You could offer to co-sign a loan for them. But, this may be too risky if that person hasn’t been too good about paying back debts in the past.
Instead, you could set up a loan contract for family and friends and offer them an interest-free loan as long as they agree to pay back the full (or at least partial) amount within a reasonable timeframe. It’s an uncomfortable option for some folks, but if the only alternative is saying “no” then perhaps this is a better idea for all parties involved.
What About Lending Your Car?
According to a recent survey conducted by Esurance, 36% would feel comfortable lending their car to someone, not on their insurance policy. Young drivers are significantly less likely to trust someone with their car. More people would trust friends (40%) than significant others (28%) with their car.
So, what happens when someone else gets into an accident with your car? Who’s responsible? As it turns out, the whole thing can get pretty messy.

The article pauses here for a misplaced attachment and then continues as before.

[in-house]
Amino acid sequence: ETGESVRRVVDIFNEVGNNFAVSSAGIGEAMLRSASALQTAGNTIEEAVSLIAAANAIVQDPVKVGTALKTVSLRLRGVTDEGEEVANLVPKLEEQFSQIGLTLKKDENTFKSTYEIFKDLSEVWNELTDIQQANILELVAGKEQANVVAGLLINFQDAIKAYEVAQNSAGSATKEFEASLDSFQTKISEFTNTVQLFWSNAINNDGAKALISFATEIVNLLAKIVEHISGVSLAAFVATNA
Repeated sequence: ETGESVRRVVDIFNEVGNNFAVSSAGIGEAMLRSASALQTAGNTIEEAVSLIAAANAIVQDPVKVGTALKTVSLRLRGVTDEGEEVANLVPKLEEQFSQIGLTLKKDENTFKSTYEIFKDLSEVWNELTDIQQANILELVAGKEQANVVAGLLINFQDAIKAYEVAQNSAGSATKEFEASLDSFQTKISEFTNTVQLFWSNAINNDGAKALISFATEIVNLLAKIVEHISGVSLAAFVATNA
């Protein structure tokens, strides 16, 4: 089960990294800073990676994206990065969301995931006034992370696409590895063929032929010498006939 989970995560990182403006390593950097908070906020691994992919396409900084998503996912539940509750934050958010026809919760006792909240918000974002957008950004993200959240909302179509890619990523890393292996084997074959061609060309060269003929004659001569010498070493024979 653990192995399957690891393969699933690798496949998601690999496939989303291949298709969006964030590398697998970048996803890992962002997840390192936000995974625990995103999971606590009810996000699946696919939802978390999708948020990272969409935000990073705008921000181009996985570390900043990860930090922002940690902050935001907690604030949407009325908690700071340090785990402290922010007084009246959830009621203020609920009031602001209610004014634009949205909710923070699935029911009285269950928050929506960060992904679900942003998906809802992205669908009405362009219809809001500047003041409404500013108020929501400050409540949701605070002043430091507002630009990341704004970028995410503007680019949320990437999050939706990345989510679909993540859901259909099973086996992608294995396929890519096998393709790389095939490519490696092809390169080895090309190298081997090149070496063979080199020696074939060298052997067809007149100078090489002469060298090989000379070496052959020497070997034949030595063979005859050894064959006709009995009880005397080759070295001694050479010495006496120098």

There is confusion surrounding “permissive use” — that is, who’s covered and who’s not when it comes to lending out your car.
Laws vary by state, but here are some situations where lending your car could cost you:
- If your friend borrows your car and gets in a wreck, you’d be responsible for filing a claim and paying the deductible; plus, your rate may increase.
- If your friend borrows your car and causes damages that exceed your car insurance limits, the rest may come out of your pocket.
Depending on your state, your liability limits may drop to the state’s minimum if an unlisted person drives your car and causes an injury or accident. That means you’d have to foot the bill for costs beyond these limits.
Learning to Say “No”
If you’re not in the best financial situation yourself at the moment, then turning down someone else’s request for money is the best way out of a potentially long-term problem. There’s no need to lie to them, just tell them straight up: “I need to pay off my credit cards and student loans” or “I’m trying to save up for a car, I’m sorry” or whatever else pertains to your current situation.